But the CMB remains the only organisation in the UK articulating the case for meritocracy in business, and campaigning against special treatment for identifiable groups (e.g. women) at the expense of other groups (e.g. men). We know from whistle-blowers that our messages are getting across, and the government was faced with the unappealing prospect of imposing quotas for women when it’s clear that this could only damage UK plc, at a time when the economy needs all the help it can get.

Senior business people (men and women) are increasingly accepting the validity of the arguments we’re putting forward. The CBI – as these people’s representatives – should be articulating the case for meritocracy in British boardrooms but as readers of this blog will know, the organisation has caved in to feminist thinking on the matter of gender diversity in the boardroom, despite being unable to offer a shred of evidence to support its claim that gender diversity can be expected to improve corporate performance.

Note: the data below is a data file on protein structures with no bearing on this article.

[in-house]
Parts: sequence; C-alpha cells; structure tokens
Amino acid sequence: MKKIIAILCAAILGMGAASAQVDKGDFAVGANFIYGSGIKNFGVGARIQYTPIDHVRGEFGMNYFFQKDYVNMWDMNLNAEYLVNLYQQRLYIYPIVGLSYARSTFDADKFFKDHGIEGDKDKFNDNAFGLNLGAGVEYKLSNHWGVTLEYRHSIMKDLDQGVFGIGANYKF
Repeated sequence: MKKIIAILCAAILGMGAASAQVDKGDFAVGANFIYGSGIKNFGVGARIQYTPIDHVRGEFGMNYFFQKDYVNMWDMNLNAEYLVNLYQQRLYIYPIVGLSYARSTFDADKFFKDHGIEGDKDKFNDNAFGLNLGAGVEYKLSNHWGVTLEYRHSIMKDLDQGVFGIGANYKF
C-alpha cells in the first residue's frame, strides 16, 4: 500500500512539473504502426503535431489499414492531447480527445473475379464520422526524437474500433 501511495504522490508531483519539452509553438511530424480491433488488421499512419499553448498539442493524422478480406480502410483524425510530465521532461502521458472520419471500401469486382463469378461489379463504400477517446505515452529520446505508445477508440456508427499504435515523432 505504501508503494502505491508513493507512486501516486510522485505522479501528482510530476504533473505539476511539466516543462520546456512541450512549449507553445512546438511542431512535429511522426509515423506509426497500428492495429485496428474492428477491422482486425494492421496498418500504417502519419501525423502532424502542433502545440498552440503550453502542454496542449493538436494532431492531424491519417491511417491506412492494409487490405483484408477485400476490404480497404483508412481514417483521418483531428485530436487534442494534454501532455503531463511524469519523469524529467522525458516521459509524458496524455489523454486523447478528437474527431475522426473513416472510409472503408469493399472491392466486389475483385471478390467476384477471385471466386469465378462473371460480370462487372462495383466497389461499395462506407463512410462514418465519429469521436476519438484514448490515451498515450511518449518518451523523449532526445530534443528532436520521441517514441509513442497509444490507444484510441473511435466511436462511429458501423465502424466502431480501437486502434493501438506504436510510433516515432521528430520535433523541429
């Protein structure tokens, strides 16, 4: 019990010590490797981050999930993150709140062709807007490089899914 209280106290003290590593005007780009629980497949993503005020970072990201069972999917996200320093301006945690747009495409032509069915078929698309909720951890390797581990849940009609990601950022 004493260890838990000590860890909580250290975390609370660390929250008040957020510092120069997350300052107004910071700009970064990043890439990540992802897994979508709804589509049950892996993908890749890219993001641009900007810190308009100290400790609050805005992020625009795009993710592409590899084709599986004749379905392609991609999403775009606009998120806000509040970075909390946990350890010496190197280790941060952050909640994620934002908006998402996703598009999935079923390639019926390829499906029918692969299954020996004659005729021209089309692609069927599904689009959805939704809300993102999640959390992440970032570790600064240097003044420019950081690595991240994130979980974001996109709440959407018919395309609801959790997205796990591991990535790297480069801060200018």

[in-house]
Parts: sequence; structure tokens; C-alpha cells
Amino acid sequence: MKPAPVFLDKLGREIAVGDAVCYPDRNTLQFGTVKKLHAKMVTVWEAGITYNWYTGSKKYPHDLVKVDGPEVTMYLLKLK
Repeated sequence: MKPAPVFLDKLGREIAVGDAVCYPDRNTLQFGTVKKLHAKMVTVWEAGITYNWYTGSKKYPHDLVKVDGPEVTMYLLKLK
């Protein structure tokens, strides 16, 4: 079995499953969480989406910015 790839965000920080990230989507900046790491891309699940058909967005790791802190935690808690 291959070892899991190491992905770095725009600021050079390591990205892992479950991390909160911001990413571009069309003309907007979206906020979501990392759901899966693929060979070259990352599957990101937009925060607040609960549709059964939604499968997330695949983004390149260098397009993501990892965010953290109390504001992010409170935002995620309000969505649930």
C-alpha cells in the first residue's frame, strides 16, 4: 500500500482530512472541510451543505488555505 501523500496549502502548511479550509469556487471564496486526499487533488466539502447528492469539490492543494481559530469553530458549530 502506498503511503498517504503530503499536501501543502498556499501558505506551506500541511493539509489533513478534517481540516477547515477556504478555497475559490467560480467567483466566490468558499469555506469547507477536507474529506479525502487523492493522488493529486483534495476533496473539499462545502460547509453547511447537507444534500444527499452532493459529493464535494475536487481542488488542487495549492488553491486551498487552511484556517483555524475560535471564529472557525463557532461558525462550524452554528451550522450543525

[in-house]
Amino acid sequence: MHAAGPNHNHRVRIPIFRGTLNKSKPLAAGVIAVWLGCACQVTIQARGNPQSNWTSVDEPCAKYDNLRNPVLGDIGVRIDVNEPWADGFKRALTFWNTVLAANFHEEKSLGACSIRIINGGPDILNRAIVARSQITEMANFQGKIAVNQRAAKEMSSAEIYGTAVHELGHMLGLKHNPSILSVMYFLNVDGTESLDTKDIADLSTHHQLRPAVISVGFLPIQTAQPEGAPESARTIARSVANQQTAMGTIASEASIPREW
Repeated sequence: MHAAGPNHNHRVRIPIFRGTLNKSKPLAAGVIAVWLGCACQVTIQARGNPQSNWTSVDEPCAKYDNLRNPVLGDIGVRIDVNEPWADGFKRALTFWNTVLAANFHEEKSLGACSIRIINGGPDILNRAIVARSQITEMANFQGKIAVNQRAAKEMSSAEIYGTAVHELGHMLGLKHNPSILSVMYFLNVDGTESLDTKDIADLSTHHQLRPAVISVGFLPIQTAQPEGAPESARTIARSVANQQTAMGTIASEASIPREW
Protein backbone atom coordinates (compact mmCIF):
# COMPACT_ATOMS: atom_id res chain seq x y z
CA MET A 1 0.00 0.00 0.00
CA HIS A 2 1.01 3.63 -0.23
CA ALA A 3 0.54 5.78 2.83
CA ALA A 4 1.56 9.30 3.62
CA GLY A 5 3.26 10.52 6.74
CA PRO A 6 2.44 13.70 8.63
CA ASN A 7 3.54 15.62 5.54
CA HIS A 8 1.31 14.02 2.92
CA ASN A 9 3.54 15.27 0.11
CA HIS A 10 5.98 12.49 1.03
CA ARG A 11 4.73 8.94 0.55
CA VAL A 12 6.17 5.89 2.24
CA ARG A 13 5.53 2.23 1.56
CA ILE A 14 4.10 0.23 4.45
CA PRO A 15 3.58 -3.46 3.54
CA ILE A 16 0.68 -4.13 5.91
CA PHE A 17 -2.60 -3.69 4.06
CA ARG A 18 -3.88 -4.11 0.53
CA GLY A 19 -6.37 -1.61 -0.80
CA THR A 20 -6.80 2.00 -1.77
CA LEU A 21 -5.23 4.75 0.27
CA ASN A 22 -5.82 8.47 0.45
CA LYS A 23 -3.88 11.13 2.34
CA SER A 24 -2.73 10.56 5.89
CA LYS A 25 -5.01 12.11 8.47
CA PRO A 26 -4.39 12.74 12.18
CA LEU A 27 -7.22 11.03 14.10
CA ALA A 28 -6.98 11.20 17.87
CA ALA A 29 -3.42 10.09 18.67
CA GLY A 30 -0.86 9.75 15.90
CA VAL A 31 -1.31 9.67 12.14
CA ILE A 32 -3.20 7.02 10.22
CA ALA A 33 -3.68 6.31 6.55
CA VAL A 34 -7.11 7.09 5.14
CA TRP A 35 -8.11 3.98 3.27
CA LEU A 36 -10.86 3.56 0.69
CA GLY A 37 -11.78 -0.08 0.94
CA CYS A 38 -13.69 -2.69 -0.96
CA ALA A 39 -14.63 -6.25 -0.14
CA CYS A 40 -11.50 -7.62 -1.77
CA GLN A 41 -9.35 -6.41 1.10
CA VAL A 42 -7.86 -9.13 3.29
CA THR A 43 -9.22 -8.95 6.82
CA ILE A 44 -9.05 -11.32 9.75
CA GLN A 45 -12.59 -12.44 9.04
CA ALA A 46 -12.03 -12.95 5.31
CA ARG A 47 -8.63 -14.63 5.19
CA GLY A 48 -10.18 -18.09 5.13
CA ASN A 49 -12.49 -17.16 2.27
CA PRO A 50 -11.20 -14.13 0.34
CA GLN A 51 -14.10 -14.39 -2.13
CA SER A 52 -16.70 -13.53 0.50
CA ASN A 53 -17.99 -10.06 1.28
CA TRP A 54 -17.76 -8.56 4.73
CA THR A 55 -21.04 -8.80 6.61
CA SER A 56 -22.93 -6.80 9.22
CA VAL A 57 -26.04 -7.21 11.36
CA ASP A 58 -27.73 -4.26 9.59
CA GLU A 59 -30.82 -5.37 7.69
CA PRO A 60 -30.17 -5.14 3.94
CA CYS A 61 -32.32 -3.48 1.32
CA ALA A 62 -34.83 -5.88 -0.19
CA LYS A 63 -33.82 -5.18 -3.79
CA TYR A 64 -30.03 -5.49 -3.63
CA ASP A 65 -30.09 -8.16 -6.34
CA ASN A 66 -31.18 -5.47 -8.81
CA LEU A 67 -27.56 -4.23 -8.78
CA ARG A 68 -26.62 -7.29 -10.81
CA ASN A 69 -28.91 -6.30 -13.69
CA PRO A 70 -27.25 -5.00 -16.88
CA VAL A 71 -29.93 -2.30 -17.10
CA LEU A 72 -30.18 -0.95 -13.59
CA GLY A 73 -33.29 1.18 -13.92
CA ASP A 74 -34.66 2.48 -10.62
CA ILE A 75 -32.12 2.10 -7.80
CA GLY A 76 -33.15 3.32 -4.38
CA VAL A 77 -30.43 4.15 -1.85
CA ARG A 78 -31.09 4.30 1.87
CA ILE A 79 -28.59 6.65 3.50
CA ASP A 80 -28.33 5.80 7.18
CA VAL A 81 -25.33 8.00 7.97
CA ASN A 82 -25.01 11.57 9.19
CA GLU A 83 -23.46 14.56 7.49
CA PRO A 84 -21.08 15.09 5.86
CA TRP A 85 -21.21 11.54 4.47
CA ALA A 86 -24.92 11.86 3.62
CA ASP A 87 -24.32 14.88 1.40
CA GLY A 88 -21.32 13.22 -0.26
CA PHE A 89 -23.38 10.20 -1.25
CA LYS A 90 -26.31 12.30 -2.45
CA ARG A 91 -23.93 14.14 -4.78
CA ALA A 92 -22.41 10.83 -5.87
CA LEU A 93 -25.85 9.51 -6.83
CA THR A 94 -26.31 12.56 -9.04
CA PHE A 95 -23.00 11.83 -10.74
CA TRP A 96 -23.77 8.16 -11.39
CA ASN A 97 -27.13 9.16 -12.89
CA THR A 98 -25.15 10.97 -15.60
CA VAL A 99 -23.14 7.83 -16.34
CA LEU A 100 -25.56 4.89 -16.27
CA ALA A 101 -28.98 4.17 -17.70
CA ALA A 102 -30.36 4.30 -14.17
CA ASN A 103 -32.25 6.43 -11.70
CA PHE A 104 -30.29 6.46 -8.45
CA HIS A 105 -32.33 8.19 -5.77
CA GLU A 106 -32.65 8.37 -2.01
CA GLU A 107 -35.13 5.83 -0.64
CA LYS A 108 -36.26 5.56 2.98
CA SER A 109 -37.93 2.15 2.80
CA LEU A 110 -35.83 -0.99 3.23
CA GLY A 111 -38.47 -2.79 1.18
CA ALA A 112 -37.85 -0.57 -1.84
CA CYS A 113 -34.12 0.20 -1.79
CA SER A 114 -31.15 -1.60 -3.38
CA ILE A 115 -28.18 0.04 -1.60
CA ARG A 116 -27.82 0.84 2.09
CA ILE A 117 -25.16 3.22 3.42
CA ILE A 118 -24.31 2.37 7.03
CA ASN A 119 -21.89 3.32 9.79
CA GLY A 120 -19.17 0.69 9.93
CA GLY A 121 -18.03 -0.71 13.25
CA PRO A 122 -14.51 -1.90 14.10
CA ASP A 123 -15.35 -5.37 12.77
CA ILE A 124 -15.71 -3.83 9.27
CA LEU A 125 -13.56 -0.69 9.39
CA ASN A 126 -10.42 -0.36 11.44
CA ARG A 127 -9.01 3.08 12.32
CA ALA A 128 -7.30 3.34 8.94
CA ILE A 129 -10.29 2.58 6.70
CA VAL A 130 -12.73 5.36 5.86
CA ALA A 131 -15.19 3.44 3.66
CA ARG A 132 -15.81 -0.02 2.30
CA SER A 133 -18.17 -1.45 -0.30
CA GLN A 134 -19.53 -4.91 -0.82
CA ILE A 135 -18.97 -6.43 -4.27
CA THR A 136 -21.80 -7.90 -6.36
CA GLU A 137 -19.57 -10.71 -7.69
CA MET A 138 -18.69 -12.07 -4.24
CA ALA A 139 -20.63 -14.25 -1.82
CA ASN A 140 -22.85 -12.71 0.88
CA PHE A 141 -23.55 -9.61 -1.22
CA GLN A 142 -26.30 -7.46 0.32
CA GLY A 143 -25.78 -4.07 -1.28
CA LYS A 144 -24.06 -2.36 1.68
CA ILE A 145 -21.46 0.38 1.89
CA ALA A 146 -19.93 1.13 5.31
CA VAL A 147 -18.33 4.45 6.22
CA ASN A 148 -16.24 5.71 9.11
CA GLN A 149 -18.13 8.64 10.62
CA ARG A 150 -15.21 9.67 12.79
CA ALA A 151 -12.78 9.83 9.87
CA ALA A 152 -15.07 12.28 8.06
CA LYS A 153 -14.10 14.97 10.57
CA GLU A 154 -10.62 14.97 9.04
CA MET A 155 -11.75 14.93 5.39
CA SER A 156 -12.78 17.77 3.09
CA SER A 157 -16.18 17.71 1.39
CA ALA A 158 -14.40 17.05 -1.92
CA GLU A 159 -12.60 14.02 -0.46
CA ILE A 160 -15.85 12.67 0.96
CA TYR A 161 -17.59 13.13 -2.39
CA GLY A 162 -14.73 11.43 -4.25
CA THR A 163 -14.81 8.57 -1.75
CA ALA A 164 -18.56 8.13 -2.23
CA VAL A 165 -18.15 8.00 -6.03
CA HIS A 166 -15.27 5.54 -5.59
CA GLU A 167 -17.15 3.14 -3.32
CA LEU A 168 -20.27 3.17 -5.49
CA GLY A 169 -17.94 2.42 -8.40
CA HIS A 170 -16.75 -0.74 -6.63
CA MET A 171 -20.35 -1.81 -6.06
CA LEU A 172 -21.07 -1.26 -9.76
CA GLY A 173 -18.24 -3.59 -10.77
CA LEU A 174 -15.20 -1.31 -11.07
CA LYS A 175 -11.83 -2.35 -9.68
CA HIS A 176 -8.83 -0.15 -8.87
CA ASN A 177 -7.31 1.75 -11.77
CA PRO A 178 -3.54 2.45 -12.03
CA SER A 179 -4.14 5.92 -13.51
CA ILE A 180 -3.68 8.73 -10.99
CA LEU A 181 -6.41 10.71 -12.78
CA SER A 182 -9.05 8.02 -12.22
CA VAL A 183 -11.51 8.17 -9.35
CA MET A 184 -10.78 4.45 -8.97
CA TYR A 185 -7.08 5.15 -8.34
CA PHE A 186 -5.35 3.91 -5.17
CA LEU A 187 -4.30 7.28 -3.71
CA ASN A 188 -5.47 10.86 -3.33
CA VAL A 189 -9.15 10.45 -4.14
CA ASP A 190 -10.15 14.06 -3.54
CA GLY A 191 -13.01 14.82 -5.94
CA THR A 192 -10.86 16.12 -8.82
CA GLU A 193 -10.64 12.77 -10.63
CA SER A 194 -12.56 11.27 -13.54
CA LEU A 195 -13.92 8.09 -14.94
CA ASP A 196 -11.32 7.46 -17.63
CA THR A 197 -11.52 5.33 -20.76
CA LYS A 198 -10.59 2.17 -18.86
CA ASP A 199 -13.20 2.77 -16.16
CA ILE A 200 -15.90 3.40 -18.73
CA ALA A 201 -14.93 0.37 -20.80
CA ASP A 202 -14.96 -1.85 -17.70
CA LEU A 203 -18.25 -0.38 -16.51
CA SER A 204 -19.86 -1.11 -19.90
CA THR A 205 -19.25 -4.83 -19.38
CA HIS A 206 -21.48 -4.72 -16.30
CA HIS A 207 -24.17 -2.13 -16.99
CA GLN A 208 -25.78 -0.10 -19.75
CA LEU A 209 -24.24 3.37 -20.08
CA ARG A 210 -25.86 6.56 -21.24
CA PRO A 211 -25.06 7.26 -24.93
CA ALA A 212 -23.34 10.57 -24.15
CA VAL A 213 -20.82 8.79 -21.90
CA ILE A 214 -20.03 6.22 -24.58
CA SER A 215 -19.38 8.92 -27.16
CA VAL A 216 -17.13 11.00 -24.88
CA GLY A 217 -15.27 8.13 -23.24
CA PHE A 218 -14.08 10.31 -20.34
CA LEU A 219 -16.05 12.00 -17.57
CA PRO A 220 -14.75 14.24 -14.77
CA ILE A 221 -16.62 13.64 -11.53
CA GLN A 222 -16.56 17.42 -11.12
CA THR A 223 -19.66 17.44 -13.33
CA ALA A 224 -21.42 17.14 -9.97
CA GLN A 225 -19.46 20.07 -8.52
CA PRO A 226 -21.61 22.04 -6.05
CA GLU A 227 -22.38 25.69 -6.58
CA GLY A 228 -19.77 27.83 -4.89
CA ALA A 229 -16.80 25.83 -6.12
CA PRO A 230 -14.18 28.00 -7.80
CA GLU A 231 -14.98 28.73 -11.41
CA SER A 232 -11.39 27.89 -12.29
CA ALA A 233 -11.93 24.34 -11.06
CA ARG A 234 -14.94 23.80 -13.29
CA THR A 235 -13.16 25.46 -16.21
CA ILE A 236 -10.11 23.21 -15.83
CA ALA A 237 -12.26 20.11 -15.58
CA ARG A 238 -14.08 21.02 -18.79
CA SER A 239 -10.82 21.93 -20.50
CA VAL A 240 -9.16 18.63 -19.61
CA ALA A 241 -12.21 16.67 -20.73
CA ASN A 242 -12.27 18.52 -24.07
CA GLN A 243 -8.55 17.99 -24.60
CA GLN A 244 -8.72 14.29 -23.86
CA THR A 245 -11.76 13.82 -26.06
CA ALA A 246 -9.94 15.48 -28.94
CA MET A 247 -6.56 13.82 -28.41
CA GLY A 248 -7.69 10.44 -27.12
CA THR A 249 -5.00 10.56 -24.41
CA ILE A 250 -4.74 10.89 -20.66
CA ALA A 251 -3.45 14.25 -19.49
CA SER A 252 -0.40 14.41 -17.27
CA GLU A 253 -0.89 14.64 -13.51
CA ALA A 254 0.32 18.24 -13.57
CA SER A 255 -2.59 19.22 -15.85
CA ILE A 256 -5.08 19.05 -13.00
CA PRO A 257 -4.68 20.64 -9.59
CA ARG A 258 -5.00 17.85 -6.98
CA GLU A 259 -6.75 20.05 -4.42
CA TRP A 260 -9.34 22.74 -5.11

With the withdrawal of the threat of quotas for women in the boardroom, is the battle won? Far from it. This is a small, albeit critical, victory in the fight against ‘improved’ gender diversity in the senior levels of the corporate sector. The campaign to force more women onto boards is ideological in nature, and cannot therefore be defeated, only thwarted. One of the objectives of the CMB is to equip senior business people with the information and the resolve they require to thwart the manipulative women behind the campaign, along with their male collaborators, many of whom are ‘captains of industry’. Besides which, we have yet to see how the odious initiative spearheaded by EU Commissioner Viviane Reding will play out.